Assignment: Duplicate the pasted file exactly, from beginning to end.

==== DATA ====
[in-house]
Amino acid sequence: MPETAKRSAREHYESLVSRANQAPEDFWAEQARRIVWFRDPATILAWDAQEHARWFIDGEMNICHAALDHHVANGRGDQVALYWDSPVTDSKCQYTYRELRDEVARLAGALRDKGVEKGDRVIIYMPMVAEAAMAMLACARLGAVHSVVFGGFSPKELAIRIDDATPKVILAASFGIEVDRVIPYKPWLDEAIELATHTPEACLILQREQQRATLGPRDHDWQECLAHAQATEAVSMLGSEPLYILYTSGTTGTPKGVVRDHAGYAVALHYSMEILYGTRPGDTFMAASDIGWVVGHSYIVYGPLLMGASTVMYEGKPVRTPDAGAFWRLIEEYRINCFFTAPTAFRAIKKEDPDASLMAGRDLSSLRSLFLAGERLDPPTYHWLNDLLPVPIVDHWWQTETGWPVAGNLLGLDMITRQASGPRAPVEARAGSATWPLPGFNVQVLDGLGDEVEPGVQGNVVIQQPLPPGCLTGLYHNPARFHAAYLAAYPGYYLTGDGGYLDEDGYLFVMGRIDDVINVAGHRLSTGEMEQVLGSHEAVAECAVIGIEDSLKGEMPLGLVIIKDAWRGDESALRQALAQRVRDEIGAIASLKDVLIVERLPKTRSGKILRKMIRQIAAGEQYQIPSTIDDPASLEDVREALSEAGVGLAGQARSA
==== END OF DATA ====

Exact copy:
[in-house]
Amino acid sequence: MPETAKRSAREHYESLVSRANQAPEDFWAEQARRIVWFRDPATILAWDAQEHARWFIDGEMNICHAALDHHVANGRGDQVALYWDSPVTDSKCQYTYRELRDEVARLAGALRDKGVEKGDRVIIYMPMVAEAAMAMLACARLGAVHSVVFGGFSPKELAIRIDDATPKVILAASFGIEVDRVIPYKPWLDEAIELATHTPEACLILQREQQRATLGPRDHDWQECLAHAQATEAVSMLGSEPLYILYTSGTTGTPKGVVRDHAGYAVALHYSMEILYGTRPGDTFMAASDIGWVVGHSYIVYGPLLMGASTVMYEGKPVRTPDAGAFWRLIEEYRINCFFTAPTAFRAIKKEDPDASLMAGRDLSSLRSLFLAGERLDPPTYHWLNDLLPVPIVDHWWQTETGWPVAGNLLGLDMITRQASGPRAPVEARAGSATWPLPGFNVQVLDGLGDEVEPGVQGNVVIQQPLPPGCLTGLYHNPARFHAAYLAAYPGYYLTGDGGYLDEDGYLFVMGRIDDVINVAGHRLSTGEMEQVLGSHEAVAECAVIGIEDSLKGEMPLGLVIIKDAWRGDESALRQALAQRVRDEIGAIASLKDVLIVERLPKTRSGKILRKMIRQIAAGEQYQIPSTIDDPASLEDVREALSEAGVGLAGQARSA